Firstly, persons with disabilities do their work there in what amounts to a world apart, separated from those without disabilities. Secondly, the people in question often have no real choice – either because an absence of other training prospects from the very start means that no other options are open to them, or because there is no path that would lead back out of the workshop. And thirdly, they are not paid adequate wages for what they do, receiving instead only a very small sum: the average monthly payment received by a workshop employee in 2014 was EUR 181.(4) The legal minimum wage does not apply to workshop employees. The rationale offered for this is that a person employed at a workshop is not in an employer-employee relationship, but employer-employee-like relationship, the primary focus of which is not the performance of work. The aim being pursued, according to this rationale, is reintegration in employment life with the assistance of an employment programme.
All of this runs counter to the what the human right to work and employment, which applies to all people, actually says. The UN Convention on the Rights of Persons with Disabilities (UN CRPD) specifies that persons with disabilities have a right to work just as other persons do. This includes the "opportunity to gain a living by work freely chosen or accepted in a labour market and work environment that is open, inclusive and accessible to persons with disabilities" (Article 27 of the UN CRPD). The UN CRPD does not suggest that exclusive employment programmes in sheltered workshops would fulfil this right.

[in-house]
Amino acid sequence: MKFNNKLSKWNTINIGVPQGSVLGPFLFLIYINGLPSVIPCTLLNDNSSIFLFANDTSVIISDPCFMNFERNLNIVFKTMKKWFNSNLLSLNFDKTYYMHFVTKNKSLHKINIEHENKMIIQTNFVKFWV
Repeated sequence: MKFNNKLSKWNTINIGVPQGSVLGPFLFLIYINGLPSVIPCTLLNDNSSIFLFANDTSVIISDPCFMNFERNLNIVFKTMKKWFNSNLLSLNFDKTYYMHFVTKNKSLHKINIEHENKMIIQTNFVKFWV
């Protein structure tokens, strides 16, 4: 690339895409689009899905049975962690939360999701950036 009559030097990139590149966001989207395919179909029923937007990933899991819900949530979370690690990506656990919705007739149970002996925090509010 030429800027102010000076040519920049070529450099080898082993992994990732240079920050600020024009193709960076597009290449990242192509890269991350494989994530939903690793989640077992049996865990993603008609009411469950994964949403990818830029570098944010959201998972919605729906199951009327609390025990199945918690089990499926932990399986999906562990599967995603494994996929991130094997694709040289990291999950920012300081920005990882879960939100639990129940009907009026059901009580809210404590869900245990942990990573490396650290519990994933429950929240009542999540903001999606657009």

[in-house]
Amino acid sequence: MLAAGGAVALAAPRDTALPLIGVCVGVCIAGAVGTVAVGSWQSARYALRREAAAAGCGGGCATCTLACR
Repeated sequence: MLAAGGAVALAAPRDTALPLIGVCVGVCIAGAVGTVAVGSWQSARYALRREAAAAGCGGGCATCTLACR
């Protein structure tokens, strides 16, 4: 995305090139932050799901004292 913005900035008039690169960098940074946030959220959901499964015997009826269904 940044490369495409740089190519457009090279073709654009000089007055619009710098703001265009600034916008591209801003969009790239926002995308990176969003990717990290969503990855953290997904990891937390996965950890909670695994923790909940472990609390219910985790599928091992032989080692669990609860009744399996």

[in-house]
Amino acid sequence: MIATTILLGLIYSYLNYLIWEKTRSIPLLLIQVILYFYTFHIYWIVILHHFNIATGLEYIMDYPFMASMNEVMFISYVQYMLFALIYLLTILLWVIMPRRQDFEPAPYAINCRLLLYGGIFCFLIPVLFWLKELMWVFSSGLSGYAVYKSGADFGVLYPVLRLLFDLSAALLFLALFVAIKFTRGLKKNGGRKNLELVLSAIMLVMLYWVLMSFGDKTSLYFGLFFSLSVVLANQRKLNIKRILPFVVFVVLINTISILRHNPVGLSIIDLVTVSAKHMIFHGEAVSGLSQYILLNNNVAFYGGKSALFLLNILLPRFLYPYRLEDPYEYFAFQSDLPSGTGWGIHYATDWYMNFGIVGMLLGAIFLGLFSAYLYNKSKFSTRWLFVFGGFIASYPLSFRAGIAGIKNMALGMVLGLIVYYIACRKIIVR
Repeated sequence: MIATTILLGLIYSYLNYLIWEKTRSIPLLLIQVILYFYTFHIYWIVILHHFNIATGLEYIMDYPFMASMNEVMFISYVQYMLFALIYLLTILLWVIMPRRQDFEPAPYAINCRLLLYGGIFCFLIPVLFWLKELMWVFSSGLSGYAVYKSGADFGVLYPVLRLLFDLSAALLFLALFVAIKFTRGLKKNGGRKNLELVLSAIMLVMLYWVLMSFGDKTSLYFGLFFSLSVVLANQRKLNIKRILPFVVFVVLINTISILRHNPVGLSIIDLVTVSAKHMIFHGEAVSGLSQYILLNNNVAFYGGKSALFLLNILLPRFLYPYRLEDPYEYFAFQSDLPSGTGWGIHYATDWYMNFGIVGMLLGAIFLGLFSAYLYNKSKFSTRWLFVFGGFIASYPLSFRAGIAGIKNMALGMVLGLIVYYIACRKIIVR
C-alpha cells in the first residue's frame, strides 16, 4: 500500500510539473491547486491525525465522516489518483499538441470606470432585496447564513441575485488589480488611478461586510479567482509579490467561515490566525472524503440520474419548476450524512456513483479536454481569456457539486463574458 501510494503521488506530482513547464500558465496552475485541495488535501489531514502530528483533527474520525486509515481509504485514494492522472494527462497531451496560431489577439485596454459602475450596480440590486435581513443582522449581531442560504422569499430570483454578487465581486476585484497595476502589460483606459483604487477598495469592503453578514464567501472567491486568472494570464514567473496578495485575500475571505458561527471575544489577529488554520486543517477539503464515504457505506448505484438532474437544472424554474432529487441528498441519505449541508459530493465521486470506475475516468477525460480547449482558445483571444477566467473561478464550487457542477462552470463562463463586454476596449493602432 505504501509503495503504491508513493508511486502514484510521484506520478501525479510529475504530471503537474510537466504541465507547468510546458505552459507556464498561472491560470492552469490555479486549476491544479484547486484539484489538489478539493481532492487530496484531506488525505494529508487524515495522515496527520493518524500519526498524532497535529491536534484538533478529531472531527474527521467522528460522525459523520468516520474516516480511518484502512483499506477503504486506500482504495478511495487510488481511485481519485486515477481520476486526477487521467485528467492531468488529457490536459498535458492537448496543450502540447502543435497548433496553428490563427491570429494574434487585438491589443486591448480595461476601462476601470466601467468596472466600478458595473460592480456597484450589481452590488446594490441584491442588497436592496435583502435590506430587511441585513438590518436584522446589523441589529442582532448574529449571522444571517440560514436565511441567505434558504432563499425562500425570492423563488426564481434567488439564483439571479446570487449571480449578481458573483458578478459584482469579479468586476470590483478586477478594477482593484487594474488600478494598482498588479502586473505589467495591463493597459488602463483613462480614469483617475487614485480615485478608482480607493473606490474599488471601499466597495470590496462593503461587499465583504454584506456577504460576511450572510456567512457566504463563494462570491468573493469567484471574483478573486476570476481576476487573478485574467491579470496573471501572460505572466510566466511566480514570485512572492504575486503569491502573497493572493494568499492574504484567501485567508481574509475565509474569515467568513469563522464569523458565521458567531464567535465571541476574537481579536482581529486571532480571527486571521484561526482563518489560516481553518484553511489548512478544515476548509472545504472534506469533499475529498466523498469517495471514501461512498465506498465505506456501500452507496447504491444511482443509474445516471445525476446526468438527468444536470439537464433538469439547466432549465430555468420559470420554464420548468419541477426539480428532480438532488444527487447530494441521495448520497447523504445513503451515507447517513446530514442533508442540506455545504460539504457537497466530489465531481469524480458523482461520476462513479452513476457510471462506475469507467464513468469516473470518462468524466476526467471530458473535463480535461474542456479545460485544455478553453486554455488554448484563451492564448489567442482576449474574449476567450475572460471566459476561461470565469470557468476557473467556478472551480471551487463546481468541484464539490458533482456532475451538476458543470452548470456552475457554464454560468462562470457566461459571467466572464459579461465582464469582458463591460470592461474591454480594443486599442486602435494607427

Germany has been under an obligation to make the open labour market more inclusive since it ratified the UN CRPD in 2009. Yet it has done little to honour that obligation since then: persons with disabilities continue to be excluded from the open labour market. Their exclusion is not due only to the increasing demands made on employees in a more technical and more complex labour environment and the disappearance, or the exporting of less complex jobs: there are many barriers to access to the primary labour market. These include rigid organisational structures, lack of awareness of the needs of persons with cognitive or psychological impairments and deeply ingrained prejudices against persons with disabilities. The exclusion of persons with disabilities from the labour market runs counter to the declared intentions of the political leadership. For years, Germany's leaders have been declaring the aim of bringing more disabled people into the workforce and increasing the permeability of the sheltered workshops. Another aim declared has been to prevent the automatic transfer of young people, e.g. those with intellectual impairments, into sheltered workshops upon completion of their special education. Although the sheltered workshops have a bridging function and are de jure supposed to promote "the transition of eligible persons onto the open labour market through appropriate measures" (§136 subsection 1 of the German Code of Social Law [SGB], book IX), they are not succeeding in this regard.